Ibrahimovic and Robinho debuted today in AC Milan’s shock 2-0 loss to freshly promoted Cesena. Robinho came on for Ronaldinho in the 56th minute but failed to impress as the Rossoneri encountered a frustrating night featuring a missed Ibrahimovic penalty in the 86th minute and 2 goals by Alexander Pato that were disallowed. Coach Massimiliano Allegri called for more hard work and sacrifice from the entire team and stressed the need for forwards to track back in defense.

Allegri remarked: "This loss will only help us, because it shows that games need to be won on the pitch, with sacrifice," he said. "It doesn't matter how many champions you have."

Robinho may do well to learn from Allegri's advice and follow in the footsteps of his compatriot Ronaldo, who claimed he learned to defend only when he came to Italy and "suffer for a result", as the famous Italian football phrase goes.

Thursday, September 9, 2010

The Hulk, The Beast and The Emperor: Nicknames in Brazilian Football (Part 2)

The Hulk
Givanildo Vieira de Souza, known as the Hulk because of the green suit he wore for Tokyo Verdy, in the J-League in Japan. Also nicknamed the Hulk for his physiognomic and bodily resemblance to the Marvel comic hero, The Incredible Hulk. The Hulk lived up to his name by losing his temper and assaulting a match steward in December 2009, incurring a 4 month suspension for his club team Porto in the process.

The Beast
Júlio César Baptista who currently plays for AS Roma as an attacking midfielder. Was used by Dunga as a replacement for Kaka in qualifying for the 2010 World Cup. Member of the 2010 World Cup team in South Africa. Known as The Beast for his strength and instinctive ability to find his footing amidst a tangle of defenders.

The Emperor
Adriano Leite Ribeiro, better known as Adriano, is an AS Roma striker for known for his physical strength. Nicknamed the Emperor for the way his power and strength commands submission from defenders. Member of the 2006 World Cup attacking quartet composed of Ronaldo, Ronaldinho, Kaka and himself.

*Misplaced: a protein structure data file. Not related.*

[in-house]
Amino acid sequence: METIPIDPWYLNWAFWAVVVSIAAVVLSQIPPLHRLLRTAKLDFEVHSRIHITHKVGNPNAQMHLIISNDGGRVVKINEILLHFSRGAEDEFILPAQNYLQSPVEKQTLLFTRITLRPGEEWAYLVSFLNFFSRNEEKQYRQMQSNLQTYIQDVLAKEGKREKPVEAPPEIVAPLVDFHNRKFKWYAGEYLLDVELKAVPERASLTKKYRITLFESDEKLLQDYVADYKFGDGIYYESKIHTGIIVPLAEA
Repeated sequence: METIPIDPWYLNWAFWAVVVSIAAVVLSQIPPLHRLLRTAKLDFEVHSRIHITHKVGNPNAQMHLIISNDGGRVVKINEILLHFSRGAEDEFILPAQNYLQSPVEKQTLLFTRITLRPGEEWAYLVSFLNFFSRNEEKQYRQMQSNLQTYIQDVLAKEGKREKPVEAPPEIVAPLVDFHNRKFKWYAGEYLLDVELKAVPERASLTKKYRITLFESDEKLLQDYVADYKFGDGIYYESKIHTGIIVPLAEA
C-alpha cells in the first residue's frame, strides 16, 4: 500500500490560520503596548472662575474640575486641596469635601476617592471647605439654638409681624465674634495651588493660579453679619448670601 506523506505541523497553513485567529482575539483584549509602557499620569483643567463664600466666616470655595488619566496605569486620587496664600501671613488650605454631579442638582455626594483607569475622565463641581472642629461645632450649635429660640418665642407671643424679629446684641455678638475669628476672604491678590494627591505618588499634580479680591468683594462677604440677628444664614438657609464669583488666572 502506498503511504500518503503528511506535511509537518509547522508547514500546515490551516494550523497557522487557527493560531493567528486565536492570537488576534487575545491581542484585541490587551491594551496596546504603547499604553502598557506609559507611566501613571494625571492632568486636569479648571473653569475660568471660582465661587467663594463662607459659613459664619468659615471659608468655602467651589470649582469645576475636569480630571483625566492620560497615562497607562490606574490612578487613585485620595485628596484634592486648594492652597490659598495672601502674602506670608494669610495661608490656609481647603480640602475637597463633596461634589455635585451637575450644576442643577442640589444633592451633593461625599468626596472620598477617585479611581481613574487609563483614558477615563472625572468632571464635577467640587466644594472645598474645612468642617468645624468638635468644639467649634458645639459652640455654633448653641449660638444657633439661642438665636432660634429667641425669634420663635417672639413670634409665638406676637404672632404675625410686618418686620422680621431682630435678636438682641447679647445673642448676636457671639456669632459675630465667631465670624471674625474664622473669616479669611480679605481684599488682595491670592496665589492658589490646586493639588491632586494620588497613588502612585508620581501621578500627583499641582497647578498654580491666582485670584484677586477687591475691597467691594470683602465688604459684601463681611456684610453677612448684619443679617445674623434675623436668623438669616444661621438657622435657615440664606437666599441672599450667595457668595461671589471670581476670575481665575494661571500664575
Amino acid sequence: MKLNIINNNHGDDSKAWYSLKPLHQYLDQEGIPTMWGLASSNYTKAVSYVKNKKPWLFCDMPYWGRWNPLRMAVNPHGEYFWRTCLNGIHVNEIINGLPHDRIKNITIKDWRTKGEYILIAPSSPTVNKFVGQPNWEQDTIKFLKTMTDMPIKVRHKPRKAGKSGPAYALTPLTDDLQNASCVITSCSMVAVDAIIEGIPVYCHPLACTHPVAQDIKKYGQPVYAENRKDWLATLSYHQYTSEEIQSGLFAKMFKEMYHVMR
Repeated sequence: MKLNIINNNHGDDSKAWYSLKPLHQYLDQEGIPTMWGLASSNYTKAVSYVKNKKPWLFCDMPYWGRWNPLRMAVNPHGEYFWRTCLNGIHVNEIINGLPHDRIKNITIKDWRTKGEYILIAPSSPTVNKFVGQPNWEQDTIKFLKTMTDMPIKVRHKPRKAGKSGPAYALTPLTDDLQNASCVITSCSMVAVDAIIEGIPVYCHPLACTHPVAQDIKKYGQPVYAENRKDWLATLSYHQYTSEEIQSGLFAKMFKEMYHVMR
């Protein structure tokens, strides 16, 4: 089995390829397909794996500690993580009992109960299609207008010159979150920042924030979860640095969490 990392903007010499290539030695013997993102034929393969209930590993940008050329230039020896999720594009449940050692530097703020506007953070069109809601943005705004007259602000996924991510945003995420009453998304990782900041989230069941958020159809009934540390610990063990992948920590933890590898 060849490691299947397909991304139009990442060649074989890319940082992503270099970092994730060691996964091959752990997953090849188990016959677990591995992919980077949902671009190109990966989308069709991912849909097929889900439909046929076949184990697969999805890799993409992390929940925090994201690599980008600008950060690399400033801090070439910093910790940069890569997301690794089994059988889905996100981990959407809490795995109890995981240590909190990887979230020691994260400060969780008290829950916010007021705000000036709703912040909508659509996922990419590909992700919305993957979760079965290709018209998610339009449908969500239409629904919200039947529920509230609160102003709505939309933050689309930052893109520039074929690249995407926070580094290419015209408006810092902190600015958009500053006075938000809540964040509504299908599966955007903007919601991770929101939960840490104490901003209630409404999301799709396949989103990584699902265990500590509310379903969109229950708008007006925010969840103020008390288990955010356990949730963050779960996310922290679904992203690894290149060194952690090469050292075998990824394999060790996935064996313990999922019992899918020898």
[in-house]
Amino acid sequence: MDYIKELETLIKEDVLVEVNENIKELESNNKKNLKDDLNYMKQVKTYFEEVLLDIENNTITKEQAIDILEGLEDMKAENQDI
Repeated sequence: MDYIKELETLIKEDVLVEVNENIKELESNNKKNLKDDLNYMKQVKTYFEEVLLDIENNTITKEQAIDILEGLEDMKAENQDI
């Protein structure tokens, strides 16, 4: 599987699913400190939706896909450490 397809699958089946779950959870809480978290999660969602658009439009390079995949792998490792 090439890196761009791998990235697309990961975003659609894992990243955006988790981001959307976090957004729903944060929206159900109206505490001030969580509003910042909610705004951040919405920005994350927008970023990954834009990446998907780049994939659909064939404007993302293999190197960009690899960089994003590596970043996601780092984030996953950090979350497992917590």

The King
Pele. Winner of the World Cup for Brazil in 1958, 1962 and 1970. The most complete player in the history of football. Scored over 1000 goals in his professional career, including 77 goals for the Brazilian national team. Known as the King because he widely believed to be the ruler amongst all football greats.

The Phenomenon
Ronaldo Luís Nazário de Lima, better known as Ronaldo, is the greatest pure striker of all time. At his peak in 1996 and 1997, Ronaldo averaged a goal a game and was virtually unstoppable by even the most disciplined defenders. Known for coming back deep into the center of midfield and running at the center of defenses with awesome speed, strength and dribbling ability. Nicknamed the phenomenon because he created a phenomenon in the world of football unseen since Diego Maradona. Two time World Cup winner in 1994 and 2002. Owns the record for the number of World Cup goals at 15. Scored 8 goals in Brazil's 2002 World Cup victory in Japan.

Mozart
Mozart Santos Batista Júnior, better known as Mozart, is a defensive midfielder for the Italian football club Livorno. Plays both a defensive and attacking midfield role. Known as Mozart for dictating the tempo of the game and orchestrating lethal counterattacks from a deep midfield position.

The Grave Digger
Jenílson Ângelo de Souza, better known as Júnior, played for Brazil in the 2002 World Cup, scoring one goal in Brazil’s 5-2 rout of Costa Rica in the group stages. Currently plays for Goias in Brazilian Serie A. Called the grave digger because he supplemented his income as a grave digger when he thought he was not going to make it in professional football. Junior is also known to have dug a grave for many a defender in Brazil with his dribbling skills on the left side of the field.

Tostao (the Little Coin/Penny)
Eduardo Gonçalves de Andrade. Brazilian striker and key member of the great team of 1970. Known as the little coin for his ability to turn through and around defenders. Scored 2 goals in Brazil's victorious 1970 World Cup campaign in Mexico.

The Goose